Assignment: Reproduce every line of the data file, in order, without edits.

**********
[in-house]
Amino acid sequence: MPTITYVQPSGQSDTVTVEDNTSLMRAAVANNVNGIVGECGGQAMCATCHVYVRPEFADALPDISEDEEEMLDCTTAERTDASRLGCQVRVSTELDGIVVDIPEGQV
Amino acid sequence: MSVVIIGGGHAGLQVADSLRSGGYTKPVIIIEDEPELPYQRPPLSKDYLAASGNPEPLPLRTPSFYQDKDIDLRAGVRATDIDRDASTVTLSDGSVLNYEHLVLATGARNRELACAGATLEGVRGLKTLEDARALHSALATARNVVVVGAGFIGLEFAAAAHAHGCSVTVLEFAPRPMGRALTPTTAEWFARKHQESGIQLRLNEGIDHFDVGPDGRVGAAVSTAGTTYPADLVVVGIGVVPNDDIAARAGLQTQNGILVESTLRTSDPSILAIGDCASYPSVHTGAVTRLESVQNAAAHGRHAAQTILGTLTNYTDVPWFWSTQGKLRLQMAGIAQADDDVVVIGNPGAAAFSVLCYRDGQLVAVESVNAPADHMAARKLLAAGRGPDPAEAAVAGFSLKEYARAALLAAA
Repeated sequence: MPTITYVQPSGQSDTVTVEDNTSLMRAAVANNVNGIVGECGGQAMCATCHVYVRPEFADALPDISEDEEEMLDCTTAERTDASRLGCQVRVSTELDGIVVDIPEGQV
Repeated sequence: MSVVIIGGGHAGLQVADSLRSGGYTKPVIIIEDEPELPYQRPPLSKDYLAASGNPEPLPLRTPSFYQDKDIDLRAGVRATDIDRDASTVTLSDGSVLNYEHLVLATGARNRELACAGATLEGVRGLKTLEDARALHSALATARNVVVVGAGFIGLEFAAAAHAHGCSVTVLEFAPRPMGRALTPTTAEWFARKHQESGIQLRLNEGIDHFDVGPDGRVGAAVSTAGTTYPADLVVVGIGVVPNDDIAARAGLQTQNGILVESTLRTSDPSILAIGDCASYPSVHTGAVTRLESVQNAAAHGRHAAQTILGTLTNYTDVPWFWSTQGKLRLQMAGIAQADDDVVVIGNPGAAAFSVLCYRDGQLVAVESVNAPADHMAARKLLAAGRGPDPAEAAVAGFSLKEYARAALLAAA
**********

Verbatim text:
[in-house]
Amino acid sequence: MPTITYVQPSGQSDTVTVEDNTSLMRAAVANNVNGIVGECGGQAMCATCHVYVRPEFADALPDISEDEEEMLDCTTAERTDASRLGCQVRVSTELDGIVVDIPEGQV
Amino acid sequence: MSVVIIGGGHAGLQVADSLRSGGYTKPVIIIEDEPELPYQRPPLSKDYLAASGNPEPLPLRTPSFYQDKDIDLRAGVRATDIDRDASTVTLSDGSVLNYEHLVLATGARNRELACAGATLEGVRGLKTLEDARALHSALATARNVVVVGAGFIGLEFAAAAHAHGCSVTVLEFAPRPMGRALTPTTAEWFARKHQESGIQLRLNEGIDHFDVGPDGRVGAAVSTAGTTYPADLVVVGIGVVPNDDIAARAGLQTQNGILVESTLRTSDPSILAIGDCASYPSVHTGAVTRLESVQNAAAHGRHAAQTILGTLTNYTDVPWFWSTQGKLRLQMAGIAQADDDVVVIGNPGAAAFSVLCYRDGQLVAVESVNAPADHMAARKLLAAGRGPDPAEAAVAGFSLKEYARAALLAAA
Repeated sequence: MPTITYVQPSGQSDTVTVEDNTSLMRAAVANNVNGIVGECGGQAMCATCHVYVRPEFADALPDISEDEEEMLDCTTAERTDASRLGCQVRVSTELDGIVVDIPEGQV
Repeated sequence: MSVVIIGGGHAGLQVADSLRSGGYTKPVIIIEDEPELPYQRPPLSKDYLAASGNPEPLPLRTPSFYQDKDIDLRAGVRATDIDRDASTVTLSDGSVLNYEHLVLATGARNRELACAGATLEGVRGLKTLEDARALHSALATARNVVVVGAGFIGLEFAAAAHAHGCSVTVLEFAPRPMGRALTPTTAEWFARKHQESGIQLRLNEGIDHFDVGPDGRVGAAVSTAGTTYPADLVVVGIGVVPNDDIAARAGLQTQNGILVESTLRTSDPSILAIGDCASYPSVHTGAVTRLESVQNAAAHGRHAAQTILGTLTNYTDVPWFWSTQGKLRLQMAGIAQADDDVVVIGNPGAAAFSVLCYRDGQLVAVESVNAPADHMAARKLLAAGRGPDPAEAAVAGFSLKEYARAALLAAA